It’s not writer’s block.
No, it’s definitely not writer’s block, because I’ve been able to write.
It’s blogger’s block. And it’s been happening since the inauguration of our 45th President.
For some of you out there, the inauguration was a normal, every-four-years kind of event. For some of you, perhaps it was even a non-event. You just don’t pay attention to current events.
But for some of us, it was a transformational, watershed, devastating, gut-kicking, soul-crushing …
[INSERT VARIOUS DRAMATIC WORDS OF YOUR CHOICE]
… kind of day.
After the trauma of the election, I frankly wasn’t sure what to expect upon inauguration.
(Did you just roll your eyes? Did you roll your eyes because I said “trauma” with respect to the election? This next section is just for you.)
On election night, as the early returns came in and I recognized that our country was on the cusp of electing someone who had openly mocked a disabled person in front of thousands of people plus the media, I began experiencing “neurogenic tremor.” Neurogenic tremor is explained well in this piece, but the idea isn’t complicated. Tremoring is a gift that our bodies give us when we face something big and frightening. Neurogenic tremor can be seen in other mammals, too. Start watching this video at about 1:05 to see a polar bear deal with the stress of being chased and researched by humans.
Tremoring itself isn’t bad. It’s when we suppress the tremor that we get into trouble. Our body holds onto that tension and stress because the natural coping mechanism has been short-circuited. (To read more on this, explore the work of Dr. David Berceli who has done remarkable work across the globe helping people cope with trauma.)
My tremoring didn’t stop that night until I went to bed, and it reignited in the days after the election anytime I heard Mr. Trump’s voice on the radio. I had to pull over a few times and went entirely without news for a few days as a result.
So I was really curious how my body would react to Trump actually becoming President, with all those nuclear codes and civil rights at his disposal.
More than a month and change later, I can make the official report: not well.
I suffered from what I called #TrumpFlu for three solid weeks. Sure, it’s “that time of year” when viruses abound. But stress doesn’t do a lick of good when the body is bombarded with germs and such and every single day since the Inauguration has felt like a powder keg to me.
But, back to the whole “blogger’s block” thing. Being sick, stressed and busy with other sorts of things (like watching the White House news briefings daily, researching legislation and Constitutional rights, calling my Senators, etc.) is, at the end of the day, NOT why I couldn’t open up this space and write.
I haven’t been writing because, in full disclosure, I couldn’t care less about health, wellness and nutrition right now.
OK, so that’s not entirely true. I will always care. In many ways, issues of self-care are more important now than ever.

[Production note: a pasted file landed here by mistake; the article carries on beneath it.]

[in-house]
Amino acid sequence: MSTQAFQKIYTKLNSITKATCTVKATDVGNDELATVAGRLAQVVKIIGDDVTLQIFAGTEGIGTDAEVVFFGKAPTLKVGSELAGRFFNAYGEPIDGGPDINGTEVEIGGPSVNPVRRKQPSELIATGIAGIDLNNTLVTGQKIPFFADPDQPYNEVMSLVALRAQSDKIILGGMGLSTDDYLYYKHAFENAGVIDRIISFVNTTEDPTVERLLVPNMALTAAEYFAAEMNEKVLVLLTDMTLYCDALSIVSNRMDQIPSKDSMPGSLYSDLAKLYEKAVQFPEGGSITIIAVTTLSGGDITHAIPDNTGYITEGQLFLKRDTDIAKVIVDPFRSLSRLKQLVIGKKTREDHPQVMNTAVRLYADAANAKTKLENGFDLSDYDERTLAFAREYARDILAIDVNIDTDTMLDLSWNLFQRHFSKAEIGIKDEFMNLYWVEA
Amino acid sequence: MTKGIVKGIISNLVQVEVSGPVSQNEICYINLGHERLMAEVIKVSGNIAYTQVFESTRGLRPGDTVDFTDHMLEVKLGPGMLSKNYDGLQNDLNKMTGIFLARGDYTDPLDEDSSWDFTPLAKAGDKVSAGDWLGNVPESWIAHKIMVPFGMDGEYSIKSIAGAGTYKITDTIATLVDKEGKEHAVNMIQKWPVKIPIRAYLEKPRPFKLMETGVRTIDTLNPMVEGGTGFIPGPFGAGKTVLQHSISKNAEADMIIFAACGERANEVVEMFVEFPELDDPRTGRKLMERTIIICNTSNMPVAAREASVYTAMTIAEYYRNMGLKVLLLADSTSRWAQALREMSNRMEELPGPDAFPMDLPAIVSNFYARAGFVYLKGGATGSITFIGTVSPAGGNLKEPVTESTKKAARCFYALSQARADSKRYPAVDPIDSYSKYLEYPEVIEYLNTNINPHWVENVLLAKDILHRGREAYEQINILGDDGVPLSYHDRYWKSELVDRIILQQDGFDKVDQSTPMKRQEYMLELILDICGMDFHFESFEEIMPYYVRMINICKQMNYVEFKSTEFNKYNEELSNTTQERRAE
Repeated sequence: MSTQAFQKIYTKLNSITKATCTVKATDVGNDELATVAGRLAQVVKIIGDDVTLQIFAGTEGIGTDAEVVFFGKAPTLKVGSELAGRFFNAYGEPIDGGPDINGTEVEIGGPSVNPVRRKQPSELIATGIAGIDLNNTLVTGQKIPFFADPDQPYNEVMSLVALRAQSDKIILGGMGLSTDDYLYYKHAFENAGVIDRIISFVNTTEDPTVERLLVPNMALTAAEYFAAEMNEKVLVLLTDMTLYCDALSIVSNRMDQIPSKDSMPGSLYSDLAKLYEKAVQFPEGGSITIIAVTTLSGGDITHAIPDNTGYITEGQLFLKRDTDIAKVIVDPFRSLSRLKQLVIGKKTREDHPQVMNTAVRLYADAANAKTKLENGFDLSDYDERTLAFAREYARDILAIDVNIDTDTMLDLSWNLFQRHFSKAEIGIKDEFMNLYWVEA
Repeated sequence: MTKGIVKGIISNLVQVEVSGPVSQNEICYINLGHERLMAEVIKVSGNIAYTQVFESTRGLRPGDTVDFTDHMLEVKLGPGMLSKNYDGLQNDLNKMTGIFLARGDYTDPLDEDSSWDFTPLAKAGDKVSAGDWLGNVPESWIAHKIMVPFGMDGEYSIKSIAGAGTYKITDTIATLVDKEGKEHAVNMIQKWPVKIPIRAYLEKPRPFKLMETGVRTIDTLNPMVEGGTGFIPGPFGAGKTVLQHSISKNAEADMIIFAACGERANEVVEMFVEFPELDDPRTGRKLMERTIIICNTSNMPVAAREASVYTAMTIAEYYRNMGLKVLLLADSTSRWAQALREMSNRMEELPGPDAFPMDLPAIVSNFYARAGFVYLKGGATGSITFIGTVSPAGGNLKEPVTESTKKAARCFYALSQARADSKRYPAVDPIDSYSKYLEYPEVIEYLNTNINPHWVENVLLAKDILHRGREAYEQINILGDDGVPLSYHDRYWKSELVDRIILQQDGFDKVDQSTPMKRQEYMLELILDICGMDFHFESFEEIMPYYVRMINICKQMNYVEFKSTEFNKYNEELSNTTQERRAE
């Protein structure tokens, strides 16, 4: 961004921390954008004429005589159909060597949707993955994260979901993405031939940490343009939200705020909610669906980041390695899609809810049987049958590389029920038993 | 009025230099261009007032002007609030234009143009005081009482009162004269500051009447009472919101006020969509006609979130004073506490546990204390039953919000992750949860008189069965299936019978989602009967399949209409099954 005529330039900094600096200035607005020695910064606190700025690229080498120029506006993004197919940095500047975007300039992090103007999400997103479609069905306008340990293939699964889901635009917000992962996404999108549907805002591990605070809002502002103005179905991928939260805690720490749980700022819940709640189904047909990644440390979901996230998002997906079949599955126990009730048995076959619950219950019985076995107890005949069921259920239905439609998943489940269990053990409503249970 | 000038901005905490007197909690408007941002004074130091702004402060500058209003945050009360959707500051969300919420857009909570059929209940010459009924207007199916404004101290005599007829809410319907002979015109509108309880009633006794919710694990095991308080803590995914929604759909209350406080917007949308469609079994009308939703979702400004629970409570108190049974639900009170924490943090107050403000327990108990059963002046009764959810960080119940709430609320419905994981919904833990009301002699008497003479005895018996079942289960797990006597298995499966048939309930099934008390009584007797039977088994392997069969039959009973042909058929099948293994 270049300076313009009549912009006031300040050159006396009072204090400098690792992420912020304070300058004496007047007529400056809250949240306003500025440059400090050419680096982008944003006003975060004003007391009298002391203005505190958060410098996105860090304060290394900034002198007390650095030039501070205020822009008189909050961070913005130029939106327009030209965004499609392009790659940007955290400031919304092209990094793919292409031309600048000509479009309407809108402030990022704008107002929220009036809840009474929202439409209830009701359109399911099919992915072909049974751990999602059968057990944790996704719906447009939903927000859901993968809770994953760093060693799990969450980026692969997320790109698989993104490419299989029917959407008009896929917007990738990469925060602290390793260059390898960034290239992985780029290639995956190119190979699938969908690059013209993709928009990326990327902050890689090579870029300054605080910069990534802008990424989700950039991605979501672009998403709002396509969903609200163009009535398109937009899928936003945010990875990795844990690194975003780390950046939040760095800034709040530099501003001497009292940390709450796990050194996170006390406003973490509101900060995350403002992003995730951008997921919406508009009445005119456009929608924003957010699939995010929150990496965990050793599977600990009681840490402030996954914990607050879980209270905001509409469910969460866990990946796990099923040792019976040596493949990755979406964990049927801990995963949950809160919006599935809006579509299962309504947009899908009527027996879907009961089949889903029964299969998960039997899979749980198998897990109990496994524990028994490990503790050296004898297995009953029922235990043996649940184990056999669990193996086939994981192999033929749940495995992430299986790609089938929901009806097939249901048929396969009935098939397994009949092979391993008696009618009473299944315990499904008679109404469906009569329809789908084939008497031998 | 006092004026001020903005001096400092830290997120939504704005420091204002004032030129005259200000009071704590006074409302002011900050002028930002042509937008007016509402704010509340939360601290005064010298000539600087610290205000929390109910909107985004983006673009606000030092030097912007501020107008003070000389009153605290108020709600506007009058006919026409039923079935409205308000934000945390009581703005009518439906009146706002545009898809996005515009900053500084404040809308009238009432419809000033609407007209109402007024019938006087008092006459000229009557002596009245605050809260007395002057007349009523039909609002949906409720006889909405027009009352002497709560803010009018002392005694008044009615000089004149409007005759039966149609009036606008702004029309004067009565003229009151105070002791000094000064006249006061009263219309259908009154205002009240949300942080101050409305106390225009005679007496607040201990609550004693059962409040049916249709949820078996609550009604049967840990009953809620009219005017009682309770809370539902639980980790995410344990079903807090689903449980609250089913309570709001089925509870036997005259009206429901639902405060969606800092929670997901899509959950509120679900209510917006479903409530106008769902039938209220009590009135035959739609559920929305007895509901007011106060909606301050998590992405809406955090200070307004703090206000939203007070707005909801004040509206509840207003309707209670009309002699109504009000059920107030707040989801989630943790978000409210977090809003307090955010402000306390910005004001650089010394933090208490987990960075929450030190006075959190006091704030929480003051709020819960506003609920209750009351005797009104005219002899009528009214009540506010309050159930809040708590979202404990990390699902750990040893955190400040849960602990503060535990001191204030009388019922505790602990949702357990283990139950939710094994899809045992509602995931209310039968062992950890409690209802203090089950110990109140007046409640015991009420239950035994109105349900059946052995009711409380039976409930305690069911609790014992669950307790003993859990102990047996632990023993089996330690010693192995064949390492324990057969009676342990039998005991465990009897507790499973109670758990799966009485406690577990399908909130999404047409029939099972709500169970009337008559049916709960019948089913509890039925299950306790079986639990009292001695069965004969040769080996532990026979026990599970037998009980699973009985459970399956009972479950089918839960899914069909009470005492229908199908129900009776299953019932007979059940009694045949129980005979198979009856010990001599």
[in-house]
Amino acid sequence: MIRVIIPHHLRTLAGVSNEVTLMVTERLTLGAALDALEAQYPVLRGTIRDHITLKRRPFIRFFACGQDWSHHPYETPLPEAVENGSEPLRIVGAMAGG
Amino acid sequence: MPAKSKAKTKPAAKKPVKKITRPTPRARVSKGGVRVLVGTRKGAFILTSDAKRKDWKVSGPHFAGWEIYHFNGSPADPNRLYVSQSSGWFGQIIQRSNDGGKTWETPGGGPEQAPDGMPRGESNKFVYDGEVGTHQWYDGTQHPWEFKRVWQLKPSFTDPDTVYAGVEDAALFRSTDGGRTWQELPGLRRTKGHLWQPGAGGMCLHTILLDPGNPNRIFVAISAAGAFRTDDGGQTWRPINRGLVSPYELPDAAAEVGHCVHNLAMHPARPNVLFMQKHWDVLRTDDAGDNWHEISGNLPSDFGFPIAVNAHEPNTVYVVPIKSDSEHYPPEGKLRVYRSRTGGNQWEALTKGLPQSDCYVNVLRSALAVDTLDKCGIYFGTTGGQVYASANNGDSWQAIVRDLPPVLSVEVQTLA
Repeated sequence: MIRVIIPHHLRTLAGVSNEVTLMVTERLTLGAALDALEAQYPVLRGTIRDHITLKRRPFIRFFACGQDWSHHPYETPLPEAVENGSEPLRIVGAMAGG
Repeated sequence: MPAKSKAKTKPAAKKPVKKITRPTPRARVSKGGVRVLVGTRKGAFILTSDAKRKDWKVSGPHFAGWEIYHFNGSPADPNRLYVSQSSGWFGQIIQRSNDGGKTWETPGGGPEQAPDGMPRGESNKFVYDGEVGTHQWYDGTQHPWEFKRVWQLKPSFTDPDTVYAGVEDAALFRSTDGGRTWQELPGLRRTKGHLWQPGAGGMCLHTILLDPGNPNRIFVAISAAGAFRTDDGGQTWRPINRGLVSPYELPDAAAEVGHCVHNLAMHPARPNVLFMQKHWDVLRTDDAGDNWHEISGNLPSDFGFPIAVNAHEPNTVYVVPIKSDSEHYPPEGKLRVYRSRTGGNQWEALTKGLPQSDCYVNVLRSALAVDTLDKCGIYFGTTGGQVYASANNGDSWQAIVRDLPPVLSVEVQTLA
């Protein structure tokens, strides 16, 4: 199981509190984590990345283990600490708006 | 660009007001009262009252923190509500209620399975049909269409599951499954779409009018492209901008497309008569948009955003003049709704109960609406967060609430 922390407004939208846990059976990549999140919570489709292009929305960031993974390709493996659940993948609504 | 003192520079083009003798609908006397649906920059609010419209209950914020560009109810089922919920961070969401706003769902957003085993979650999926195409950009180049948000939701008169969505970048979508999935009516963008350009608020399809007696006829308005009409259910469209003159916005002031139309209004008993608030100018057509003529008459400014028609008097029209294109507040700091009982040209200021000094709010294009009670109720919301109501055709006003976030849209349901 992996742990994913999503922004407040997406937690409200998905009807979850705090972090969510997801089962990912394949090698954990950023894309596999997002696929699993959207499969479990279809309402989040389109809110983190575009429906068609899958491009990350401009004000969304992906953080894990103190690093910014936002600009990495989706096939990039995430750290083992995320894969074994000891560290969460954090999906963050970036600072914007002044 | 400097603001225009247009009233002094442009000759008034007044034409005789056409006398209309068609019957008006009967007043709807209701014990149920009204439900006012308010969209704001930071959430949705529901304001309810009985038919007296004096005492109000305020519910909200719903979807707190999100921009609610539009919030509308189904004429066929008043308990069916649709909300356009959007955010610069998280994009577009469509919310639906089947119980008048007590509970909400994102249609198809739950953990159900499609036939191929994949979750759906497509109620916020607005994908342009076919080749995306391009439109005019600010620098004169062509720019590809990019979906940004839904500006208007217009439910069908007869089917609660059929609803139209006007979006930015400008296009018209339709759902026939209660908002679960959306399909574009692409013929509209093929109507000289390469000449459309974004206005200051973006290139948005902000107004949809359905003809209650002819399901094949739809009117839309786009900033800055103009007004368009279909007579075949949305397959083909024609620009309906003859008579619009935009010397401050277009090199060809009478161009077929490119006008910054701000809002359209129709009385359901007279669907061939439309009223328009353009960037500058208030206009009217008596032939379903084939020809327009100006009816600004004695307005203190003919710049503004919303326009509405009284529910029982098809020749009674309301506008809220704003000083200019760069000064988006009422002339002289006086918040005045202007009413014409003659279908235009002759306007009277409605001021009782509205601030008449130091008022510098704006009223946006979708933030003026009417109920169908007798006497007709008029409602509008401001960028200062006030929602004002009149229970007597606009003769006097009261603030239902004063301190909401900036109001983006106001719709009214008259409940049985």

BUT, the presidency of “45” has changed me in so many ways.
Well, maybe it would be more apt to say it’s “heightened” me.
And I just cannot stomach the notion of sitting down and writing about fat soluble vitamins right now. (I’m not trying to pick on A, D, E and K. They’re important. It’s just an example.)
Because, see, people are fighting for their very right to exist. Families I know and love are frightened that their ability to even remain a family will come under fire. People of non-majority faiths or who are without a religious tradition are petrified of backlash against them and their communities.
Let me share a little secret with you. When I was a junior in high school, and President George H.W. Bush gave his State of the Union address, I pulled out a legal pad and outlined the whole damn speech. Why? Because I am a dork? Yes. And, also, because for as long as I can remember I have cared deeply about our gorgeous, complicated, resilient system of government. It’s why I went to law school. It’s why I did graduate work in Political Science. It’s why I worked in eight states on healthcare advocacy.
It’s also why watching someone who has little or no regard for the Constitution, who puts forth simple “answers” to mind-blowingly complex questions, and who exerts precious little self-control causes me physical and emotional stress unlike anything I have ever experienced.
Last week I finished the first draft of my recent fiction “work in progress” and I knew that it was do-or-die time for this blog. I cannot bring myself to write about the things I used to write about. I either have to give up this blog completely, or write about the things that really matter to me right now.
Alas, here I am. And here I will stay. Because I choose to keep writing. But you may choose not to read anymore. And I get that. You wanted recipes, you end up getting served something else entirely.
I hope that you will stay, though. My readership is largely women, mostly moms and grandmothers. And if this election taught me anything, it’s that having women’s voices at the table changes the discourse in both expected and unexpected ways.
I want you here for that discourse, but know that it is my goal to ask uncomfortable questions. (Mainly of myself, but you may ask them of yourself, too.)
I believe pretty strongly that white middle to upper class women like me need to take a critical look in the mirror . What we find may not be what we hoped to find. But I, for one, think we owe it to ourselves, our kids, and our communities to start the process.